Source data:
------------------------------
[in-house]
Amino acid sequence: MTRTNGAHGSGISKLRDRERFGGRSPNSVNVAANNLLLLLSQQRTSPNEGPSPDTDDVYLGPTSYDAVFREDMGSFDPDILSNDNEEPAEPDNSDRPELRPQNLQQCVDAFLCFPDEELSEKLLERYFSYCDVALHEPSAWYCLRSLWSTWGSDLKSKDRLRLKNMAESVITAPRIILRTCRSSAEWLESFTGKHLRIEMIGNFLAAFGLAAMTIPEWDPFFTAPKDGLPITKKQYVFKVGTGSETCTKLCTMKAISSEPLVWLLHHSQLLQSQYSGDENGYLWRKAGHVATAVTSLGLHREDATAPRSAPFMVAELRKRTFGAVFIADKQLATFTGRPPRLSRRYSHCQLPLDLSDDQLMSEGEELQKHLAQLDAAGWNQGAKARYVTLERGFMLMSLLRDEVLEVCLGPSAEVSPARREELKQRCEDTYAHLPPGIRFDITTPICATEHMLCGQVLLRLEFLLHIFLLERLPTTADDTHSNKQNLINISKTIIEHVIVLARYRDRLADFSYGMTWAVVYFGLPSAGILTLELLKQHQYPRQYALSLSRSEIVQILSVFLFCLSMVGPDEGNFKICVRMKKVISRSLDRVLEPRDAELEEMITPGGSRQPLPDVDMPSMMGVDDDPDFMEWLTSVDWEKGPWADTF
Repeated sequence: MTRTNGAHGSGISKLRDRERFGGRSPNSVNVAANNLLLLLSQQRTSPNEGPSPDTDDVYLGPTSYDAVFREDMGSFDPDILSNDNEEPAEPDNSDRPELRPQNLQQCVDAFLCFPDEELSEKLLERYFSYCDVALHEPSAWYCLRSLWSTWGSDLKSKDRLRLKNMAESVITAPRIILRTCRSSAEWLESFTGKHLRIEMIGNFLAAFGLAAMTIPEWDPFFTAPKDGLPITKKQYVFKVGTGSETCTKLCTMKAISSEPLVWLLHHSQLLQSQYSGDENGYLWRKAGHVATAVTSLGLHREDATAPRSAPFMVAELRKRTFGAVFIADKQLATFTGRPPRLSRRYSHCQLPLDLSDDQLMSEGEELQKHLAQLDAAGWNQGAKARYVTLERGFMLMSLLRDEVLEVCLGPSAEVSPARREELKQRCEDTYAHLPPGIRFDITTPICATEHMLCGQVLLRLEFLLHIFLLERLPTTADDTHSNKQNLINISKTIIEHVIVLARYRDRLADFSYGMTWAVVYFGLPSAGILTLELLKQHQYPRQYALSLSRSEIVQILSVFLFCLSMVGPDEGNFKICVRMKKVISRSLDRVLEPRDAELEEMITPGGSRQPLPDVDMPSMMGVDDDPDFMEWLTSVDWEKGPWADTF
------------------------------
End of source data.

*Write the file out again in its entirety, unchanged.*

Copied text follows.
[in-house]
Amino acid sequence: MTRTNGAHGSGISKLRDRERFGGRSPNSVNVAANNLLLLLSQQRTSPNEGPSPDTDDVYLGPTSYDAVFREDMGSFDPDILSNDNEEPAEPDNSDRPELRPQNLQQCVDAFLCFPDEELSEKLLERYFSYCDVALHEPSAWYCLRSLWSTWGSDLKSKDRLRLKNMAESVITAPRIILRTCRSSAEWLESFTGKHLRIEMIGNFLAAFGLAAMTIPEWDPFFTAPKDGLPITKKQYVFKVGTGSETCTKLCTMKAISSEPLVWLLHHSQLLQSQYSGDENGYLWRKAGHVATAVTSLGLHREDATAPRSAPFMVAELRKRTFGAVFIADKQLATFTGRPPRLSRRYSHCQLPLDLSDDQLMSEGEELQKHLAQLDAAGWNQGAKARYVTLERGFMLMSLLRDEVLEVCLGPSAEVSPARREELKQRCEDTYAHLPPGIRFDITTPICATEHMLCGQVLLRLEFLLHIFLLERLPTTADDTHSNKQNLINISKTIIEHVIVLARYRDRLADFSYGMTWAVVYFGLPSAGILTLELLKQHQYPRQYALSLSRSEIVQILSVFLFCLSMVGPDEGNFKICVRMKKVISRSLDRVLEPRDAELEEMITPGGSRQPLPDVDMPSMMGVDDDPDFMEWLTSVDWEKGPWADTF
Repeated sequence: MTRTNGAHGSGISKLRDRERFGGRSPNSVNVAANNLLLLLSQQRTSPNEGPSPDTDDVYLGPTSYDAVFREDMGSFDPDILSNDNEEPAEPDNSDRPELRPQNLQQCVDAFLCFPDEELSEKLLERYFSYCDVALHEPSAWYCLRSLWSTWGSDLKSKDRLRLKNMAESVITAPRIILRTCRSSAEWLESFTGKHLRIEMIGNFLAAFGLAAMTIPEWDPFFTAPKDGLPITKKQYVFKVGTGSETCTKLCTMKAISSEPLVWLLHHSQLLQSQYSGDENGYLWRKAGHVATAVTSLGLHREDATAPRSAPFMVAELRKRTFGAVFIADKQLATFTGRPPRLSRRYSHCQLPLDLSDDQLMSEGEELQKHLAQLDAAGWNQGAKARYVTLERGFMLMSLLRDEVLEVCLGPSAEVSPARREELKQRCEDTYAHLPPGIRFDITTPICATEHMLCGQVLLRLEFLLHIFLLERLPTTADDTHSNKQNLINISKTIIEHVIVLARYRDRLADFSYGMTWAVVYFGLPSAGILTLELLKQHQYPRQYALSLSRSEIVQILSVFLFCLSMVGPDEGNFKICVRMKKVISRSLDRVLEPRDAELEEMITPGGSRQPLPDVDMPSMMGVDDDPDFMEWLTSVDWEKGPWADTF